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Buy This Dividend Stock Today and Relax

By Courtney Carlsen – Dec 22, 2021 at 6:01AM

Key Points

  • Dividend stocks can outperform the broader market while having less volatility.
  • United Bankshares is one dividend stock that flies under the radar.
  • It has yielded investors an average dividend of 4% over a 30-year period.

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This stock flies under the radar despite raising its dividend payout for nearly 50 years straight.

Dividend stocks can be a great source of income for retirees. However, all investors should consider dividend stocks as part of a balanced portfolio. According to a report by Principal Street Partners, from 1989 through 2018, dividend-paying stocks generated an average return of 11.6% (when dividends were reinvested), compared to 8.3% for non-dividend paying stocks, which returned 8.3%. Not only do dividend payers provide larger returns, but they also experience 35% less volatility.

One reliable dividend stock that flies under the radar is United Bankshares (UBSI -1.72%). The bank has a history of increasing its dividend payout -- a feat it has accomplished for 47 years straight. You won't find it on a list of Dividend Aristocrats, because it's not a member of the S&P 500; as a result, the stock can get overlooked by investors. Read on to make sure you don't miss out.

Buying up other banks to power its growth

United Bankshares is a regional bank with over 200 offices spread across the mid-Atlantic and southeastern metropolitan areas in the U.S. The bank has a strong footprint across these regions. In terms of total deposits, it ranks No. 2 in West Virginia, with $5.3 billion in deposits. It's also the No. 7 bank in the Washington, D.C., area and the No. 1 regional bank in the area.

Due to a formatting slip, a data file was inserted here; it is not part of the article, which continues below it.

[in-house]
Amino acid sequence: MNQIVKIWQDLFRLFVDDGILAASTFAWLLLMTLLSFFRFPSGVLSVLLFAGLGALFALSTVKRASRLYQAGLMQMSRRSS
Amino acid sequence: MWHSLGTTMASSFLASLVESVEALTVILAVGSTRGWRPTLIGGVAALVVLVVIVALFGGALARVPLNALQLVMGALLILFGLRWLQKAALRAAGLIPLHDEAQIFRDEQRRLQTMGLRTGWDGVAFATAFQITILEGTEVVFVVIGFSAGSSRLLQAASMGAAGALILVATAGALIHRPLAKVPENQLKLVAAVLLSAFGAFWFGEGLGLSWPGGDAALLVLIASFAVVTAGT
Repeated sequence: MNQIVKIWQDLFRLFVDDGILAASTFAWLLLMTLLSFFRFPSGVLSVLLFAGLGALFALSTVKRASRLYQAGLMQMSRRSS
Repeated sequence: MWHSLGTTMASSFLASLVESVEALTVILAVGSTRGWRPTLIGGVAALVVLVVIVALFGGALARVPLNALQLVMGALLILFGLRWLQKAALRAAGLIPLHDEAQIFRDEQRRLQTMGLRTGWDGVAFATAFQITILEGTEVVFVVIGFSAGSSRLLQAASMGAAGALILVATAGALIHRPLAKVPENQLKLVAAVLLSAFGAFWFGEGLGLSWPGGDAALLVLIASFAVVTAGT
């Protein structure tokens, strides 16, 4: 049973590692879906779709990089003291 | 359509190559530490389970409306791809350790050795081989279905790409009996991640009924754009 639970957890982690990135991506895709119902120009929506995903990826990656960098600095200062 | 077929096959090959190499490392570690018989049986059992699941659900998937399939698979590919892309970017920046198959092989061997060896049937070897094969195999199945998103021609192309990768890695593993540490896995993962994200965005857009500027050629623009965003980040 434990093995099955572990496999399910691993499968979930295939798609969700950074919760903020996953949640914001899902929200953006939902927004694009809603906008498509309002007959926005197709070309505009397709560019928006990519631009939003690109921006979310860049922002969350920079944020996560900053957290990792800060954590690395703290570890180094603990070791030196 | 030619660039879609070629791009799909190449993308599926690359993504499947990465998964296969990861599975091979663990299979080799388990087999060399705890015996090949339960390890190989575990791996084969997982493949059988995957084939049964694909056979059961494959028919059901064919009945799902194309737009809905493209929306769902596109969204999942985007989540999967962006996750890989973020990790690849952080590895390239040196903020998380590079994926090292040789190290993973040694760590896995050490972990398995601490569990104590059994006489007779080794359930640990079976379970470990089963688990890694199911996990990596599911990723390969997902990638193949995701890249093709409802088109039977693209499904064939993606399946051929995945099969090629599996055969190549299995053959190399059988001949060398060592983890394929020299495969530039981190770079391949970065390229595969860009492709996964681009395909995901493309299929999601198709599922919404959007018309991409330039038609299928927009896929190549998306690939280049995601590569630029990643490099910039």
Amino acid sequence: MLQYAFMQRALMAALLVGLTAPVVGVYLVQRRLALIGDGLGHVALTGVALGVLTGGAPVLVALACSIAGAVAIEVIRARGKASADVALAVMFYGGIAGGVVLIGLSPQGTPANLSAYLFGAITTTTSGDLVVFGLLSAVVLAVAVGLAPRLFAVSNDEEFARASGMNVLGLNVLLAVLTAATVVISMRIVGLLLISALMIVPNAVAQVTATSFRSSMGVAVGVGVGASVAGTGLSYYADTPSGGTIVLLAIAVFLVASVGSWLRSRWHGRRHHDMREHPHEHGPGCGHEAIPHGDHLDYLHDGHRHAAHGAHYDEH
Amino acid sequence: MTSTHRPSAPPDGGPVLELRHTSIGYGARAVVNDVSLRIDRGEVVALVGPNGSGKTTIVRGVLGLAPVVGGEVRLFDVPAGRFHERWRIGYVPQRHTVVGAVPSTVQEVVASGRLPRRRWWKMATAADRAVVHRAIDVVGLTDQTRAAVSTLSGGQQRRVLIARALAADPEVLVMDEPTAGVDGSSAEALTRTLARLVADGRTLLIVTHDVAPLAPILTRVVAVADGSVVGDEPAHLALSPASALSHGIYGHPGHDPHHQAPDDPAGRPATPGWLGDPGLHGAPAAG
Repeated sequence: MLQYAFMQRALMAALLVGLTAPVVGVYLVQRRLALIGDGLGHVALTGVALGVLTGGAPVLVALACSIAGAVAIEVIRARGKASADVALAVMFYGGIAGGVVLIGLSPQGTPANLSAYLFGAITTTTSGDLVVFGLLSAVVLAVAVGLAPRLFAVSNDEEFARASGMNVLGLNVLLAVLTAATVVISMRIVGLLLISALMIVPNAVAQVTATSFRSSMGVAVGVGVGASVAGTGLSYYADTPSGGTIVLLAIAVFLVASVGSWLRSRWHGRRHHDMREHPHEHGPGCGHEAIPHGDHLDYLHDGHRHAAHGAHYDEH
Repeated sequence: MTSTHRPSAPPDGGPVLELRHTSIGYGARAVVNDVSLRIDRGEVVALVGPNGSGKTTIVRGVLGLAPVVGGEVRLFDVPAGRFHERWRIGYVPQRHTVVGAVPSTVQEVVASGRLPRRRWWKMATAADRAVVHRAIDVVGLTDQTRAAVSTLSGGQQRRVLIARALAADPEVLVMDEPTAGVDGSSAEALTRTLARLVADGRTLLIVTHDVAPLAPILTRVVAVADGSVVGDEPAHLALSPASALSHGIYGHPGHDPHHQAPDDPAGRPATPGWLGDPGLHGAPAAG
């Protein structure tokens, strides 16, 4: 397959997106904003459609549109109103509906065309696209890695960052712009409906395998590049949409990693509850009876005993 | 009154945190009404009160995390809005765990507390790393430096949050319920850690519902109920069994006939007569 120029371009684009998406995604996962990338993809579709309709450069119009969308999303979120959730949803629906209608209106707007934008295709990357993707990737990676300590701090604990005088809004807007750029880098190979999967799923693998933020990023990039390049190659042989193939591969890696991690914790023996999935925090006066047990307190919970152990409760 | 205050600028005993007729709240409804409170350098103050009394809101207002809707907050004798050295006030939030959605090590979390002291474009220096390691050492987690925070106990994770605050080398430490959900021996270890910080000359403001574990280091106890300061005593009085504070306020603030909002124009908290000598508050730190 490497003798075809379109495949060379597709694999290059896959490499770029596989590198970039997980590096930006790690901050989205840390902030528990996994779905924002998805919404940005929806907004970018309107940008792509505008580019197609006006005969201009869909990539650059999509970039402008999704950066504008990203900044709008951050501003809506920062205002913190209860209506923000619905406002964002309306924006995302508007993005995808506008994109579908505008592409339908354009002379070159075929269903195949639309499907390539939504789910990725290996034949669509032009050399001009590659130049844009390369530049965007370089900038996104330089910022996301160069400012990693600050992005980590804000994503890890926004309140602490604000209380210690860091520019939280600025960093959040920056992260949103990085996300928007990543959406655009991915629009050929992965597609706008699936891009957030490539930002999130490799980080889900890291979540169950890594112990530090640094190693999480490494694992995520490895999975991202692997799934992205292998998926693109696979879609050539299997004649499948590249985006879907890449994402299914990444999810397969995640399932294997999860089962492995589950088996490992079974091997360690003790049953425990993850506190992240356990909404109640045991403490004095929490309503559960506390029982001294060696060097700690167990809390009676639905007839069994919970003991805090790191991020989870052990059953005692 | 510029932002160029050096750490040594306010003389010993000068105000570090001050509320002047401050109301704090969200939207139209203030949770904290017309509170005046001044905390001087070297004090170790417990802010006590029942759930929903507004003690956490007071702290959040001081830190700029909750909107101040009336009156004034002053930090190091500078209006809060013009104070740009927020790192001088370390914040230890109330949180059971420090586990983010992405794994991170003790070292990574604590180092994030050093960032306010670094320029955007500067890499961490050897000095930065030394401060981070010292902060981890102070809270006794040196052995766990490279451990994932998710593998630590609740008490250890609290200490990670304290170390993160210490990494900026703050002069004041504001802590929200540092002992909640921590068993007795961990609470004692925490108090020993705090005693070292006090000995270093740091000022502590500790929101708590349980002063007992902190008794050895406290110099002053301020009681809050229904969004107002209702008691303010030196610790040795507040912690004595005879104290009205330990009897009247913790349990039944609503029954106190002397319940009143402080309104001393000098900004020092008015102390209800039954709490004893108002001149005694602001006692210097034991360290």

It has a diverse portfolio of loans, including loans to commercial businesses and consumers. Residential mortgage loans make up 14%, 8% are commercial real estate, and 7% are consumer auto loans. Deferred loans show that this portfolio is solid, with only 0.4% of commercial loans deferred while 0.1% of consumer loans are deferred.

The bank does particularly well by expanding through acquisitions and growing its assets and revenues. It has become skilled at buying other regional banks and incorporating them into its own business. Since 1982, United Bankshares has completed 33 acquisitions. 

A person transacts business with a bank teller.

Image source: Getty Images.

Last year it closed on an acquisition of Carolina Financial, giving it a footprint in the fast-growing Carolina region of the U.S., ranking it as the No. 10 largest bank in South Carolina and No. 17 largest in North Carolina based on total deposits.

This year it announced the acquisition of Community Bankers Trust Corporation, which recently closed at the beginning of December. This acquisition helps build up its presence in Washington D.C. while also building a footprint in Baltimore and other regions in Virginia. The bank likes these locations because the median household income is above the national average. Also, major companies like Microsoft, Meta Platforms, Alphabet, and Amazon are expanding their presence in the region, so the bank hopes that expansion will drive population growth and increase banking customers.